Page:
10:20 – 11:50 pm: Session – Changing cryosphere in mountain environments; Chairs: Erich Peitzsch, Caitlyn Florentine

12 – 1:00 pm: Lunch

1:10 – 3:00 pm: Session – Contributed (Continued)

3:30 – 4:30 pm: Session – Contributed (Continued)

4:30 – 5:30: Happy Hour Flash Talks

6 – 7:00 pm: Dinner

7:15 – 8:15 pm: MtnClim at the Movies

Friday, September 16th

7 – 7:50 am: Breakfast

8 – 11:50 am: Workshops/Breakouts

12 – 1:00 pm: Lunch

1:00 pm MtnClim Adjourns

MtnClim 2018 Session
MtnClim 2018 Poster Session
Gothic Valley

Lodging

Stay On-Site

 

The Rocky Mountain Biological Laboratory has a number of different lodging options available for conference guests.

Budget: No Heat, No Water, No Insulation (approx 15 beds) = $14/night
Basic: Heat, Very Limited Insulation (approx 20 beds) = $26/night
Mid-rate: Heat and Insulation, No Water (approx 40 beds) = $33/night
High: Comfortable, Heat, No Water (approx 40 beds) = $47/night
Premium: Comfortable, Heat and Water (approx 20 beds) = $79/night

For more information about the cabins at RMBL, please visit this page: Housing for Groups – Rocky Mountain Biological Laboratory (rmbl.org)

Please Note:

  • Most cabins are rustic and do not have indoor plumbing. Outhouses are commonplace.
  • Accommodations are shared and roommates should be expected.
  • Guests will need to bring their own bedding, towels, and toiletries. A recommended packing list can be found Here.
  • Cabins levels are assigned on a first requested basis.
  • Pets are not allowed anywhere on the RMBL campus.

Stay Off-Site

 

If you choose to stay off-site, Mt. Crested Butte is a 10-minute drive from RMBL and the town of Crested Butte is a 20-minute drive.

Crested Butte Lodging Guide (travelcrestedbutte.com)

Ore House

Meals at RMBL

3 Meals per day, snacks, and coffee breaks will be provided for conference attendees at the billy barr Community Center Dining Hall.

Meals are prepared from scratch by a dedicated culinary team and served buffet-style with meat and vegetarian options.

RMBL is not able to provide regular vegan options. More restrictive diets, including vegan and complicated allergies, cannot be guaranteed; however, an area to prepare your own meals may be arranged if requested in advance.

For all dining hall questions: Please email our Dining Hall Manager Alex Martin at alex@rmbl.org

Travel to Gothic, CO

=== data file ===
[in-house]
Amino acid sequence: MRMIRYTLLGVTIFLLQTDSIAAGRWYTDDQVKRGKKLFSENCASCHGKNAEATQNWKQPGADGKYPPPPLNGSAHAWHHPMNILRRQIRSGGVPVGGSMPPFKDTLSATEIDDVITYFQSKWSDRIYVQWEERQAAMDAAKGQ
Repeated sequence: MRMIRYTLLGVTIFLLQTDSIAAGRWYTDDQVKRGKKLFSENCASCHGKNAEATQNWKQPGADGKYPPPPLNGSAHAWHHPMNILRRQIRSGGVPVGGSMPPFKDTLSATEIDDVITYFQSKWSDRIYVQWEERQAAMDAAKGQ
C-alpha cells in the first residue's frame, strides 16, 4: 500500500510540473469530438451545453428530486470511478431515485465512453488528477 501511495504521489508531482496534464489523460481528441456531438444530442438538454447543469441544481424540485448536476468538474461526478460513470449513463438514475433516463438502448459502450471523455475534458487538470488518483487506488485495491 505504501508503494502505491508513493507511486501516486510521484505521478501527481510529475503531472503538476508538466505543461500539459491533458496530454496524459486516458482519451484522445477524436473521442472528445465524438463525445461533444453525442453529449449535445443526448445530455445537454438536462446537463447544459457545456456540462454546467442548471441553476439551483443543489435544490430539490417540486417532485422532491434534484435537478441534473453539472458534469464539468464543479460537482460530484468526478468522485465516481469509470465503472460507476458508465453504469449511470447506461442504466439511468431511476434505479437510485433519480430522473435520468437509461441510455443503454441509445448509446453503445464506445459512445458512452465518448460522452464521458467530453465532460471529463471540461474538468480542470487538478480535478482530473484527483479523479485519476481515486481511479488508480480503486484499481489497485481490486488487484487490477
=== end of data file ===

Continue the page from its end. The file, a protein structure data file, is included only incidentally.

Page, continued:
Driving

RMBL physical address: 8000 CR 317 Crested Butte, CO 81224

Car Rentals
Denver – Car Rentals | Denver International Airport (flydenver.com)
The Gunnison Airport has three rental companies, HertzAvis, and Budget.

Flying

The closest airport is Gunnison, CO (GUC) – 34 miles/50 minutes from Gothic

Shuttles from the Gunnison Airport to Gothic

Alpine Express

Dolly’s Mountain Shuttle

Rocky Rides

Montrose, CO (MTJ) – 70 miles/2 hours*

*Please note that a road project in Little Blue Canyon from April of 2021 – to November 2022 could impact road travel. More information on this project can be found here: Home | US 50 Little Blue Creek Improvements (us50info.com)

Grand Junction, CO – (GJT) – 163 miles/3 hours

Denver, CO – (DIA) – 251 miles/ 4.5 hours

Bus from Denver

By Bus
There is now bus service between Crested Butte and Denver, CO. The service is operated by Bustang, and the cost is about $45.00 one-way. Tickets can be purchased on the Bustang Outrider m-Tix mobile App (Android/iOS) The bus arrives/departs from Union Station (1701 Wynkoop St. Denver, CO) and arrives/departs the Crested Butte 4-Way Stop (North of 6th and Elk Avenue, Crested Butte, CO 81224)

Denver to Crested Butte

      • Depart Denver: 1:50 pm
      • Arrive in Crested Butte: 7:35 pm
      • Travel Time: 5 hr 45 min

Crested Butte to Denver

      • Depart Crested Butte: 5:15 am
      • Arrive in Denver: 10:50 am
      • Travel Time: 5 hr 35 min

Traveling between Denver Union Station and Denver International Airport (DIA)

Every 15 minutes the University of Colorado A-line bus travels between Denver International Airport (DIA) and Denver Union Station. The cost is $9 one way and the trip takes 37 minutes. Go to the Denver RTD for more information. Please plan accordingly.

Andy Bunn

Andy Bunn

Professor, Western Washington University
https://cenv.wwu.edu/people/andy-bunn

Andy is an environmental scientist specializing in paleoclimate of the intermountain west. He has been coming to MtnClim since its inception 20 years ago and helping organize for the past several conferences.

Scotty Strachan

Scotty Strachan, Ph.D.

Principal Research Engineer, NevadaNet
Nevada System of Higher Education
@ScottySci

Scotty is an environmental scientist and regional technology architect specializing in wide-area science and mountain hydroclimate in the Great Basin region of North America. He has been a MtnClim community member for over 15 years.

Charlie Luce

Research Hydrologist, USDA Forest Service
https://www.fs.usda.gov/rmrs/people/cluce

Charlie studies the hydrology, ecology, climate, and geomorphology, of North American mountains and forests.  He has been engaged with the CIRMOUNT community for 15 years.

Registration Closes Friday, August 12th, 2022

 

  • Cost: The 2022 MtnClim conference cost will be $435, which will include all conference events and presentations, 3 meals per day, snacks, and coffee breaks at the RMBL Dining Hall. On-site housing is available and rates depend on the level of housing requested and assigned.
  • Attention Students: MtnClim offers limited scholarships to defray conference costs. Please contact info@mtnclim.org ASAP with a statement of need prior to registering.
  • COVID-19 Policy: RMBL requires participants to be fully vaccinated against COVID-19. Booster shots are recommended. 2022 RMBL COVID-19 Policy
  • Cancellation Policy: Registration fees of $75/person will not be returned. 50% of the total fee paid will be returned for cancellations made after September 3, 2022. The paid fee will not be returned for cancellations made less than 24 hours before the scheduled arrival. Fees will not be returned for early departures.
  • Conference Code of Conduct: All attendees are expected to adhere to the RMBL Conference Code of Conduct Policy
  • Housing: On-site housing is available and rates depend on the level of housing requested and assigned (see Lodging, Meals, and Travel).”
  • Phones & Wi-Fi: The campus does not have cell reception but does have excellent wi-fi. It is recommended that you set up wi-fi calling on your phone before your visit.
  • Pets: Are not allowed on the RMBL campus.
  • Smoking: RMBL is a smoke-free campus, smoking is allowed on the county road running through Gothic.

Submit your Talk or Poster Abstract for MtnClim